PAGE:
November 18th 2019
A Netflix Christmas blockbuster set in Zambia starring Rob Lowe and Sex in the City actress Kirsten Davis is highlighting the dilemma faced by the African country’s government in winning conservation battles against foreign mining interests.
‘A Holiday in the Wild,’ charts characters played by Lowe and Davis as they combat ivory poachers, institutional indifference and the orphaning of baby elephants in one of the country’s vast National Parks.
It is a film where fiction mirrors fact; Last month a court in the capital, Lusaka, ruled in favour of allowing controversial open-cast mining in the pristine Lower Zambezi National Park.
Although that decision was overruled – for now – by Zambian Mining and Tourism Ministers last week, fears overseas mining interests may have more clout than conservationists linger.
Visited by hundreds of British, American and Australian tourists every year, the 4,092 square kilometre Lower Zambezi National Park is home to enormous herds of elephant, some up to 100 strong, along with water buffalo and waterbuck are common.
The film highlights the dilemma faced by the African country’s government in winning conservation fights against foreign mining interests, particularly Lower Zambezi National Park.
The park also hosts good populations of lion and leopard, and the ubiquitous cry of the fish eagle rings out across it vast escarpments.
But the country’s High Court gave its approval for a huge copper mine to be built in the haven for endangered species despite years of opposition by conservationists.
Even Kenneth Kaunda, 95, Zambia’s founding president after winning independence from Britain and who created the park during his 27 years in office, added his voice to the chorus of disapproval.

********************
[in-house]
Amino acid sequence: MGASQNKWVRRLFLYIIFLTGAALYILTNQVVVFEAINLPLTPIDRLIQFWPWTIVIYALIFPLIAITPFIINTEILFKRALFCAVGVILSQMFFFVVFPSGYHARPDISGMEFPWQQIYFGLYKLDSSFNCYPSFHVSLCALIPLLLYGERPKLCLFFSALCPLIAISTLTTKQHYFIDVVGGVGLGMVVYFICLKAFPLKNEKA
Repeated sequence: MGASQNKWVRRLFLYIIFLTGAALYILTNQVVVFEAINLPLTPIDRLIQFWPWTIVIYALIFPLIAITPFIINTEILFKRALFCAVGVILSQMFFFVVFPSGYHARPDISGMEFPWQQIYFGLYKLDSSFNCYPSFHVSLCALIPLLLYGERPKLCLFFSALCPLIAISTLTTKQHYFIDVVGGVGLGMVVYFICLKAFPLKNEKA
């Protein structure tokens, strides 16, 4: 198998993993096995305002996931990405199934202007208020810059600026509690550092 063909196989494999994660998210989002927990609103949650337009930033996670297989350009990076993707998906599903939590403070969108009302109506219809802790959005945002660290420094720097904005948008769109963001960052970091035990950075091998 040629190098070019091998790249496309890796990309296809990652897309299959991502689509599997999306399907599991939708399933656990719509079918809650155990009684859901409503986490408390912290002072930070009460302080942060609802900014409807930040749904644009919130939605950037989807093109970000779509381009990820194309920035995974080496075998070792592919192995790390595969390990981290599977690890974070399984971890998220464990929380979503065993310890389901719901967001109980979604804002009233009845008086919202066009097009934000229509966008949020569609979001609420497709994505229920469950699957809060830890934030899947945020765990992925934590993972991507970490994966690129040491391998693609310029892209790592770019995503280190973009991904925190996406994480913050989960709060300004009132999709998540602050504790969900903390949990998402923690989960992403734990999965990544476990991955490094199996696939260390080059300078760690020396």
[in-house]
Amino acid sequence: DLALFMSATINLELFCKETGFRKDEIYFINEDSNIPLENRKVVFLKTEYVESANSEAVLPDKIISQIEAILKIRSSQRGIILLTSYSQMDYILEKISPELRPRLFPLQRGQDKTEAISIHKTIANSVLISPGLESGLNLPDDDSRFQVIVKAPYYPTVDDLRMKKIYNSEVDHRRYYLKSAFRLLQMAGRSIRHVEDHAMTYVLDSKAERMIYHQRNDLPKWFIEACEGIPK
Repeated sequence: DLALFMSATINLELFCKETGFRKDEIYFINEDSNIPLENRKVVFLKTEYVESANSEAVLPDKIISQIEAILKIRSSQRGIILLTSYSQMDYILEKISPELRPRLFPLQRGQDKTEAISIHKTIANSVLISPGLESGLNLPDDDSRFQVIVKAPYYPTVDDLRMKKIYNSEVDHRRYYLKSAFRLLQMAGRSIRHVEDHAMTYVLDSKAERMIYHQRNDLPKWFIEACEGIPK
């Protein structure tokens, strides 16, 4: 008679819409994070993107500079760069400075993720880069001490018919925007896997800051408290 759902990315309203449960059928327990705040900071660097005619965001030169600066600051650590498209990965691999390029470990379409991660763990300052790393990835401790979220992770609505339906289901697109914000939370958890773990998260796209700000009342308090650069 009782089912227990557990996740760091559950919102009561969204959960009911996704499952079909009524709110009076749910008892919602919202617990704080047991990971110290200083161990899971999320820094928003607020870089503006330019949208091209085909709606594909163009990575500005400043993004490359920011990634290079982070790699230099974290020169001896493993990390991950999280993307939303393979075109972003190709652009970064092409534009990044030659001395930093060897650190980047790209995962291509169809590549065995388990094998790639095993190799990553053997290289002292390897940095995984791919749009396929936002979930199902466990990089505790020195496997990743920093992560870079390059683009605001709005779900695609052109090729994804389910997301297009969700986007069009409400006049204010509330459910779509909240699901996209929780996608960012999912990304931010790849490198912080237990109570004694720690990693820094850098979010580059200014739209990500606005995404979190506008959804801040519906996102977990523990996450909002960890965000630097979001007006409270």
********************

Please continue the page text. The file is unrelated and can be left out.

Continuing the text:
He said the project at the Kangaluwi mine saying it ‘poses the biggest threat in history to the wildlife and pristine wilderness that has survived so many centuries of challenges.’
President Kaunda also expressed fears for the people living around the Lower Zambezi valley, should the mining activities proceed.
Last week, in the Zambian Parliament, opposition leader Hakainde Hichilema – who specialised in mining privatisation for British accountancy form Grant Thornton before becoming a politician – was accused of having shares in the holding company for the mine.
Minister of Mines and Minerals Development Richard Musukwa told the House that Mr Hichilema is one of the directors in Zambezi Resources, the holding company of Mwembeshi Resources.
Visited by hundreds of British, US and Australian tourists every year, the 4,092 square kilometre Lower Zambezi National Park is home to enormous herds of elephant and hippos.
The original disputed licence to mine in the Park was granted in 2014 by then Mining Minister Harry Kalaba. Mr Kalaba has since swapped his political allegiance and is now a close ally of Hichilema.
Hichilema has publicly challenged the authorities to provide evidence of any wrongdoing although failed to condemn the court ruling.
In the film Holiday in the Wild, Davis plays a recently separated mother of one who flies to Zambia for a luxury solo Safari.
After meeting Lowe she volunteers to help baby elephants whose mothers had been killed and their tusks removed by Ivory poachers at a rough and ready Elephant sanctuary camp.
There she helps teach orphaned baby elephants interact with a herd again over the Christmas period.
The film has attracted favourable reviews from critics.
Source Mail Online